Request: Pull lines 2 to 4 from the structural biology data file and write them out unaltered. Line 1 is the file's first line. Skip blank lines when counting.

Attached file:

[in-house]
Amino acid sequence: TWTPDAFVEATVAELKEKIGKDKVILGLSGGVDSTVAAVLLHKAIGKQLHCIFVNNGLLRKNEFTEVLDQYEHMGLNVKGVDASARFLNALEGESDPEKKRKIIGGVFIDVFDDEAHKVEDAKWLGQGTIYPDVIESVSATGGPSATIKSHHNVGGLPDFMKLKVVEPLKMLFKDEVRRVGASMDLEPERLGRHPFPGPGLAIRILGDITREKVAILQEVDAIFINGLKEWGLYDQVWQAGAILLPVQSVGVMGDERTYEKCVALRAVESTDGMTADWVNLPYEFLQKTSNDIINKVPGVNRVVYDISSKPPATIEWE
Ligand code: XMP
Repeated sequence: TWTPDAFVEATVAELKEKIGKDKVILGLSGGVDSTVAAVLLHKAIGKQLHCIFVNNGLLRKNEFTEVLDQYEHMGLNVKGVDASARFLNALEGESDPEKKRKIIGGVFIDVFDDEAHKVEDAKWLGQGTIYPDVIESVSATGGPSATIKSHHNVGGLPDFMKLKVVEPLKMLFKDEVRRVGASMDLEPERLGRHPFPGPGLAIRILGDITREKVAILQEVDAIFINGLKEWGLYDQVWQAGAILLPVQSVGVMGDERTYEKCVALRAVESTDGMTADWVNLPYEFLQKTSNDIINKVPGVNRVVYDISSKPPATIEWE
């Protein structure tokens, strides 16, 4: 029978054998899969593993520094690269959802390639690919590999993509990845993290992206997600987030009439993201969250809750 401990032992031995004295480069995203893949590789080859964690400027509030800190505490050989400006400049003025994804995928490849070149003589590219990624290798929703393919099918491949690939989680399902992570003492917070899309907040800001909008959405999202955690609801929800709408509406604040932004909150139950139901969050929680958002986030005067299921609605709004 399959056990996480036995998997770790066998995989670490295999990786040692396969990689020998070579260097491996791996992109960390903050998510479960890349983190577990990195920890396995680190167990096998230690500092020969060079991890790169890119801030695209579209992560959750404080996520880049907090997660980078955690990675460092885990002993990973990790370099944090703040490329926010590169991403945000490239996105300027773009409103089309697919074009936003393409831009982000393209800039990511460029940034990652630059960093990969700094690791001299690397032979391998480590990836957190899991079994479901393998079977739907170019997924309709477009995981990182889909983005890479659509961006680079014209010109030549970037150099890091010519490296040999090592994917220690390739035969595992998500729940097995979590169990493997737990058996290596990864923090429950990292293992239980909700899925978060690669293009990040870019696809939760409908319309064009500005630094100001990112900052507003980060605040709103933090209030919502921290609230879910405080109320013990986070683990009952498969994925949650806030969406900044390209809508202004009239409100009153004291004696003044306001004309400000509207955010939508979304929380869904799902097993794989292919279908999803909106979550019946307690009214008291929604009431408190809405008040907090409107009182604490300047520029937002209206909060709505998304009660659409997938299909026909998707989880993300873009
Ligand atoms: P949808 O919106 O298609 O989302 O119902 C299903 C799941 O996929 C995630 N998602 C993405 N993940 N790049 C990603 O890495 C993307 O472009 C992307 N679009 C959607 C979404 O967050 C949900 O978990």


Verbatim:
Amino acid sequence: TWTPDAFVEATVAELKEKIGKDKVILGLSGGVDSTVAAVLLHKAIGKQLHCIFVNNGLLRKNEFTEVLDQYEHMGLNVKGVDASARFLNALEGESDPEKKRKIIGGVFIDVFDDEAHKVEDAKWLGQGTIYPDVIESVSATGGPSATIKSHHNVGGLPDFMKLKVVEPLKMLFKDEVRRVGASMDLEPERLGRHPFPGPGLAIRILGDITREKVAILQEVDAIFINGLKEWGLYDQVWQAGAILLPVQSVGVMGDERTYEKCVALRAVESTDGMTADWVNLPYEFLQKTSNDIINKVPGVNRVVYDISSKPPATIEWE
Ligand code: XMP
Repeated sequence: TWTPDAFVEATVAELKEKIGKDKVILGLSGGVDSTVAAVLLHKAIGKQLHCIFVNNGLLRKNEFTEVLDQYEHMGLNVKGVDASARFLNALEGESDPEKKRKIIGGVFIDVFDDEAHKVEDAKWLGQGTIYPDVIESVSATGGPSATIKSHHNVGGLPDFMKLKVVEPLKMLFKDEVRRVGASMDLEPERLGRHPFPGPGLAIRILGDITREKVAILQEVDAIFINGLKEWGLYDQVWQAGAILLPVQSVGVMGDERTYEKCVALRAVESTDGMTADWVNLPYEFLQKTSNDIINKVPGVNRVVYDISSKPPATIEWE